Family holidays on a self-drive cruiser

If you’re thinking of a family boating holiday in France, how about Horizon or Horizon 2-S. These cruisers ares perfect for families with up to 2 children. What a wonderful experience for your kids too. If they have to produce something for show-and-tell when they’re back at school, this kind of vacation is full of experiences and memories.

When and where to cruise

The Horizon fleet is spread across the Le Boat bases in France. See the Le Boat fleet here.

Sixto Prestige C – new cruisers for Nicols in 2017

Nicols Sixto Prestige Cruisers for 2017The Sixto Prestige C glides into action with Nicols next season. Bringing with it air conditioning (yes!), 2 cabins, 2 bathrooms, dishwasher, microwave and a TV with satellite antenna.

Sixto Prestige C raises the game of self drive cruising

Self drive cruising in the south of France just got a lot cooler. Sleep well at night despite the heat thanks to air conditioned cabins. Serve up dinner and clear it away into the dishwasher so you can sit back and relax the evening sunset from your deck, while the dishwasher does the hard work for you. You’ll wonder how you managed without all the mod cons.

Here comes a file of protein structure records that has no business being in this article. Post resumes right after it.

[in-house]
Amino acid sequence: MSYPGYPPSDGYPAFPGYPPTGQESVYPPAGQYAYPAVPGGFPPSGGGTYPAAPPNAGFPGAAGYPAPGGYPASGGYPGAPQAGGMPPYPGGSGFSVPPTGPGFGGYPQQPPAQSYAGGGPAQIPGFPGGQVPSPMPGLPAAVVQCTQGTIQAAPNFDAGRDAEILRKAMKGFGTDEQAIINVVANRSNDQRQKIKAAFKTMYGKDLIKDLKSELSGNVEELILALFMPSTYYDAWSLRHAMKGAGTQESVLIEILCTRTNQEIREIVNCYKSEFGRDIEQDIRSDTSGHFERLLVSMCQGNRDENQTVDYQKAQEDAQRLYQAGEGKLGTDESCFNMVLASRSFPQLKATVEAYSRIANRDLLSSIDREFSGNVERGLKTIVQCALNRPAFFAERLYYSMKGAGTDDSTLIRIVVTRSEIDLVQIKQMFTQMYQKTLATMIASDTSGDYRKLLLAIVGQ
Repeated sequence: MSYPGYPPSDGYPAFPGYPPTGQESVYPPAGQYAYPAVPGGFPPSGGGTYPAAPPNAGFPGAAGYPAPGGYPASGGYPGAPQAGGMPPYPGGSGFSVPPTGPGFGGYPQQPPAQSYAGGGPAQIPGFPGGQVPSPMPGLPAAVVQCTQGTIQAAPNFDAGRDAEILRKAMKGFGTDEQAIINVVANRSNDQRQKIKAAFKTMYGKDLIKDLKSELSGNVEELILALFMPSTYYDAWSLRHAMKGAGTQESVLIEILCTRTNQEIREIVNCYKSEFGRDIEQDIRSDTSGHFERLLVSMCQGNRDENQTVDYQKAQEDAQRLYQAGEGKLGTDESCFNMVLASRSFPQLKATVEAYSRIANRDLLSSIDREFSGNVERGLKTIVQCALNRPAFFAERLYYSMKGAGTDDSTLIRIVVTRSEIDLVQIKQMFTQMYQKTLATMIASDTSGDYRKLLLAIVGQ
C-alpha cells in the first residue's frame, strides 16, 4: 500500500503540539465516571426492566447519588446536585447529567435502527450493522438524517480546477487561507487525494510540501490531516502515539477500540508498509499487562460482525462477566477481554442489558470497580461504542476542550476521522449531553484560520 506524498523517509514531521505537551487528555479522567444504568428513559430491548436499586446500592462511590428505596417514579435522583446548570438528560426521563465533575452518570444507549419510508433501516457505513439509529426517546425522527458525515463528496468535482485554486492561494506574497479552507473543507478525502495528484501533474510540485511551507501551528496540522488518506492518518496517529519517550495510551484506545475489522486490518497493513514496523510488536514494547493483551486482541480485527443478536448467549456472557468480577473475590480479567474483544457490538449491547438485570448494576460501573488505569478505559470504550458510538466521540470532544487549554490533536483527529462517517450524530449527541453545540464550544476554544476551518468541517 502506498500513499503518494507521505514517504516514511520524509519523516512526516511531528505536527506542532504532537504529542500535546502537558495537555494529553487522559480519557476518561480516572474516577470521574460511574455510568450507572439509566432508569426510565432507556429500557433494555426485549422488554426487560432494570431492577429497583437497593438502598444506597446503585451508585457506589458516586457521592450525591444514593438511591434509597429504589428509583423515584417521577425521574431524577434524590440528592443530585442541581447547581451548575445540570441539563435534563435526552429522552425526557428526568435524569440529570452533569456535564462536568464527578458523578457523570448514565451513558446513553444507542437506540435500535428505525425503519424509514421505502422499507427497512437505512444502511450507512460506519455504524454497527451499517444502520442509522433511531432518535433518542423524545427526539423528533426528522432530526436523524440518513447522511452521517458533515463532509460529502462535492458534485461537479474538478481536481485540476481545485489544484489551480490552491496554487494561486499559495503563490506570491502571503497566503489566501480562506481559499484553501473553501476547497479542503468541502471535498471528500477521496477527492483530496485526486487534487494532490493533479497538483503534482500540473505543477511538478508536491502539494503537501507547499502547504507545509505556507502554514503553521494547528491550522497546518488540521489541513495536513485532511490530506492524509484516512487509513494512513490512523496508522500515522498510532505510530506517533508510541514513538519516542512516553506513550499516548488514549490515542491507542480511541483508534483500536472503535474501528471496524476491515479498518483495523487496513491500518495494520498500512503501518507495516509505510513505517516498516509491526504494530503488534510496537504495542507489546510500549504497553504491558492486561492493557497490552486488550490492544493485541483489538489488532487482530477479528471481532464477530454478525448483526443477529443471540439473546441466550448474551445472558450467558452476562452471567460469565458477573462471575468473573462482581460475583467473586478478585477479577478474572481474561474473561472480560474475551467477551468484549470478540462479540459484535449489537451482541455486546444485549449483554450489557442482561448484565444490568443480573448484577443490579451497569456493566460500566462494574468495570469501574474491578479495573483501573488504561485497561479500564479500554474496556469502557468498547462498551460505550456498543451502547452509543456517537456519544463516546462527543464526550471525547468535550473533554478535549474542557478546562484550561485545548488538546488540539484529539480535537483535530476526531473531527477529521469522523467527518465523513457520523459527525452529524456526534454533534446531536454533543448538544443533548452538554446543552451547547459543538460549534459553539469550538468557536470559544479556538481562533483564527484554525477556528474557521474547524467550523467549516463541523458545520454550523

En suite cabins bring privacy to hire boating

The two cabins on the Sixto Prestige C each have their own en suite. If you don’t want to see your kids or your friends before you’re fully made up in the morning, now you don’t have to! And there’s no queuing for the bathroom in the morning either. Let your teenager carve their hair into the perfect bed head look for as long as it takes!

Where to cruise aboard the new Sixto Prestige C

These brand new luxury cruisers will be available from Nicols throughout the 2017 season, from the Canal du Midi, Camargue or Alsace bases.